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View Full Version : old, "unregistered" family transfers?


savasyn
11-24-2007, 11:18 PM
I've been asked this a couple of times recently, but I'm not 100% on the answer.

If you were to have received a handgun from your father in the mid 80s(pre needing to do the paperwork & $19) and have chosen not to do the paperwork now(which I believe is legal), can you legally take that gun to and from the range/any other legal activity without fear of being convicted of being in possession of an unreg'd gun? It's yours legally, but the state doesn't know that.

I'm clear that if you tried carrying it concealed on your person without it being in your name(and especially without a CCW) it's an automatic felony, but I'm asking about legal transport(unloaded/locked.)

Part two of this question is very similar. My father recently asked me to clean up his old Derringer. I was happy to do so after checking with you guys about it being legal to borrow handguns. What I forgot to check out was that he bought the thing 40+ years ago so who knows what paperwork was done on it(if any) back then. Would there have been trouble if, for whatever reason, a cop would have needed to run the serial number? Obviously we could have just called my dad, who is the rightful owner, but once again, who knows if the state knows that.

Any thoughts on these issues?

Thanks!!

bwiese
11-24-2007, 11:39 PM
Really, there is no crime for possession of an 'unregistered' gun - there is a requirement that gun transfers after 1/1/1991 require DROSing and a requirement that people moving into CA w/handguns beginning 1/1/98 have to file "Personal handgun importer" forms.

There's zillions of guns that were legally transferred paper-free before 1/1/1991 between family members, or in a dude's garage. I (and many others are similarly situated) have a bunch of dad's guns as well as guns privately purchased in 1980s or earlier.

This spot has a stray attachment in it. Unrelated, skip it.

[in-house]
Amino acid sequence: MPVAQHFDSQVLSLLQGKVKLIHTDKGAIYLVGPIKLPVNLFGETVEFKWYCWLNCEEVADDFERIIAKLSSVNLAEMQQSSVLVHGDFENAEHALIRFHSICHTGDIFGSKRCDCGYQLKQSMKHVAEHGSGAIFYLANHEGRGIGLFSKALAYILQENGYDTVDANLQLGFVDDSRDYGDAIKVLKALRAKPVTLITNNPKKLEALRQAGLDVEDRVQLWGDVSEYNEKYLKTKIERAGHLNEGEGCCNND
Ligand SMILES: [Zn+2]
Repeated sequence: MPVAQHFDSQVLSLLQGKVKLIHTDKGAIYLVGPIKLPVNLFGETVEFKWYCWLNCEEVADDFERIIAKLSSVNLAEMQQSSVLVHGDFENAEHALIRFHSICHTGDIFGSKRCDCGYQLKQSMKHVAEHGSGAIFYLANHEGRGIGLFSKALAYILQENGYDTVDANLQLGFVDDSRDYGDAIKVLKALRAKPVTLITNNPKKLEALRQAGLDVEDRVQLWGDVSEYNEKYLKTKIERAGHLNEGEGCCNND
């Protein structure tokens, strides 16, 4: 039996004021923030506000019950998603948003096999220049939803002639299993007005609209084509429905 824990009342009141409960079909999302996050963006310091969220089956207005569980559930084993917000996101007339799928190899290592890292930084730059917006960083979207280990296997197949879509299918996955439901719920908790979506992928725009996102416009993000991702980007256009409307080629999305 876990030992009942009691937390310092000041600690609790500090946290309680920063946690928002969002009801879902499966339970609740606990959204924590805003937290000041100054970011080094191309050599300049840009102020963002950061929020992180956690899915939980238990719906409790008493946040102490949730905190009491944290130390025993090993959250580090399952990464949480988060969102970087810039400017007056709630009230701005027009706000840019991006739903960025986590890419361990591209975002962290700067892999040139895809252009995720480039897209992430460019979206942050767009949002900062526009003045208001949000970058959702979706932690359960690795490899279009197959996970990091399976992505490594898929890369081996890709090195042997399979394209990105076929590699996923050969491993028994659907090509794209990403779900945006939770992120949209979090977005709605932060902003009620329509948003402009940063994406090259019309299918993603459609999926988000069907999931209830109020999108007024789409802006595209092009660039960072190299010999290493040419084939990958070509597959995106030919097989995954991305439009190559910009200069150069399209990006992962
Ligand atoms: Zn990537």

I'd say at least 35% of all handguns in CA are legal and paperwork history has huge gaps. A gun made in the 1950s may have had multiple cycles of private sale, inheritance, gifting, etc.

You are correct that a gun not DROSed to you is an escalator in CCW charges.

And, as long as that old Derringer you cleaned for your dad was not illegal (smoothbore, stolen, etc.) you're fine borrowing it on occasion under 'infrequent loan' exemptions in 12078(d) as long as you have a valid HSC. If a cop or gov't can't find out who owns it, f**k 'em - as you are in legal possession of it. (Hell, some guns are so old they may not even (legally) have serial numbers - not sure when requirement for S/Ns kicked in, but probably 1968 GCA.)

savasyn
11-24-2007, 11:47 PM
Cool, thanks!
Yup, he is the original owner of the Derringer and it's rifled(didn't know they made smooth bored ones or that there was a law against them.)

I also didn't know you needed an HSC to borrow handguns. Good thing I finally got mine a few months ago! All of my handguns were bought in the 90s until a few months ago when I found this site and started buying again...

bwiese
11-24-2007, 11:55 PM
Cool, thanks!
(didn't know they made smooth bored ones or that there was a law against them.)

You can't have smoothbore handguns/pistols.
You can't have a handgun that shoots shotgun shells (i.e, Taurus Judge).


I also didn't know you needed an HSC to borrow handguns.

Hmmm, I thought I answered a post of yours covering this awhile back - maybe I'm confusing it w/someone else's - about borrowing guns.

PC 12078(d)(1) (or is it (d)(2)? losing it, brain fading...) provides for infrequent lending of guns between parties known to each other, for periods of up to 30 days, for any legal purpose. The lendee must hold a valid HSC card if the gun is a handgun. The parties, of course, cannot be prohibited persons.

This 'lending' is unsupervised, no-original-owner present. This does not apply to reg'd AWs or hicap mags, where the original owner must remain in the immediate presence of the borrower.

All of my handguns were bought in the 90s until a few months ago when I found this site and started buying again...

[Your handguns are fine and don't need further papering, unless you moved into CA after 1/1/98 and still need to file a Personal Handgun Importer report.]

savasyn
11-24-2007, 11:58 PM
You did answer my questions about borrowing recently as I was asking before picking up the Derringer. I guess the part about the HSC didn't stick in my mind as I had one at that point.

Yup, I'll my goodies were purchased here.

Thanks!

LECTRIKHED
11-25-2007, 10:15 AM
If it was stolen back in the day, ie 1972, and you were born in 1980, I think you will be ok. Your father might have some problems, but obviously you could not have stolen it.

The following question is hypothetical. In no way do I support any type of illegal activity nor do I have any friends of friends who have done this.